To overcome this rule, many countries negotiate bilateral treaties for information disclosure and
mutual enforcement assistance to counter tax evasion.

In theory, the common law revenue rule reflects the principle that a country has exclusive
sovereignty over its tax policy. However, Lord Mansfield’s rule has limited scope in a world of
increasing regulatory supervision and information exchange between countries on money
laundering and terrorism financing.

The traditional rule that a country will not enforce the revenue laws of another country
and that no country is under an obligation to disclose financial information to foreign governments is very much on its way to extinction.

What do you think? Will all these actions eventually result in a system where there are no privacy laws concerning one’s finances, every bloody dime one earns will be owed to someone as tax?

*****

*removed the intent issue of renouncing for tax purposes by establishing 3 tests (income, asset, certification of tax compliance for 5 years on form 8854) to determine

New Accidental American Groups

 
In the last little while, there are 4 new Accidental American groups which appear to be under the umbrella of Fabien Lehavgre’s group ( website , Facebook , Twitter . I don’t believe I have seen any of these mentioned here so want to be sure this information is available so people are aware of it.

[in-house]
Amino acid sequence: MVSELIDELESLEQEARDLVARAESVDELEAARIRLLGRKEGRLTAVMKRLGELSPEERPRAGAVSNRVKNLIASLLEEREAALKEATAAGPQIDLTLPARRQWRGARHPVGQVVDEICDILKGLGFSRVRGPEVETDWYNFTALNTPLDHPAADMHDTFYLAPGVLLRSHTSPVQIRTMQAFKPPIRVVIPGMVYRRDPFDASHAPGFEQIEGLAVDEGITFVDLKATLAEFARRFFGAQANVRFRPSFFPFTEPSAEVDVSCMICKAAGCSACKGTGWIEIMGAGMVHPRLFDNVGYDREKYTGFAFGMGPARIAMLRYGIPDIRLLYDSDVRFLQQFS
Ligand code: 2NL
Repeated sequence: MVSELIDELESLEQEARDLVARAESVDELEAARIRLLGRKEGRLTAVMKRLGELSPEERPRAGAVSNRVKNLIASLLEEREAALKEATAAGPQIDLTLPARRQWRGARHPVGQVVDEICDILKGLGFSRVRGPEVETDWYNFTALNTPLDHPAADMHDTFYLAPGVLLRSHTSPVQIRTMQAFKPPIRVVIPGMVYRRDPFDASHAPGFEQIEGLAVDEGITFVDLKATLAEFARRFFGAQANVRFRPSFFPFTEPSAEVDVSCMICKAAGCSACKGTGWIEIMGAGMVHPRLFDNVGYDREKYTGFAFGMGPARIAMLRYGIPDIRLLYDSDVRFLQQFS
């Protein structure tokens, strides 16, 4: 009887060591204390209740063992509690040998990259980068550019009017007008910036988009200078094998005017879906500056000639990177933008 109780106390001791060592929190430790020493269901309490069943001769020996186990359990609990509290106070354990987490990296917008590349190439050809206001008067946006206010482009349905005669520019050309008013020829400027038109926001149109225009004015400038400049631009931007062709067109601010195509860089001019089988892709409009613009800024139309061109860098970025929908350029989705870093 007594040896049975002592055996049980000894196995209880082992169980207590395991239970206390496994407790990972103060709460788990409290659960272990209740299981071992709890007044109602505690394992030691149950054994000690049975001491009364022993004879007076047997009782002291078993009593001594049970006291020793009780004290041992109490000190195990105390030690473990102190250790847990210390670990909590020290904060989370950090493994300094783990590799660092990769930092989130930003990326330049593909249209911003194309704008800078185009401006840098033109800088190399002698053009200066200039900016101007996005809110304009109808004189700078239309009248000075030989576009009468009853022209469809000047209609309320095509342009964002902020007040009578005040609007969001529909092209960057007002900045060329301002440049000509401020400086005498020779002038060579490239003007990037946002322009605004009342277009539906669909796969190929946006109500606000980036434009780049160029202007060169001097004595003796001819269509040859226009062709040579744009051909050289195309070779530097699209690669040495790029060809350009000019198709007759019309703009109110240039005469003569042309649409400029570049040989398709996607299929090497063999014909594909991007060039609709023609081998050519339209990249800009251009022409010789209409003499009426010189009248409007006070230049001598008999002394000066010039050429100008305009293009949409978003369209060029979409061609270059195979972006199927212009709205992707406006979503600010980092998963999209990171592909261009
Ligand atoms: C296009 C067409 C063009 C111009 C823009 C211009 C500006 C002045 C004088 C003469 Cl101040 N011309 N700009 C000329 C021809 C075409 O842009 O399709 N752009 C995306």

For those of you on Facebook and Twitter, kindly share, RT and like these pages. Thanks.

 

UK

UK Accidental Americans Facebook Page

 
ITALY

Italian Accidental Americans Facebook Page
 
IRELAND

Irish Accidental Americans Facebook Page

 
BELGIUM

Belgian Accidental Americans Facebook Page
 

Interrupting our regularly scheduled programming: It appears that there is a delay to the June 15, 2018 @USTransitionTax payment

cross-posted from Brock
by USCitizenAbroad

I haven’t had time to really read and digest this Bulletin from U.S. Treasury.

You will have to read and draw your own conclusions, but it appears that paragraph 16 speaks to this issue:

Q16: If an individual fails to timely pay his or her first installment of tax due under section 965(h), will the IRS assess an addition to tax for failure to pay? Will the taxpayer’s requirement to pay all subsequent installments be accelerated under section 965(h)(3)?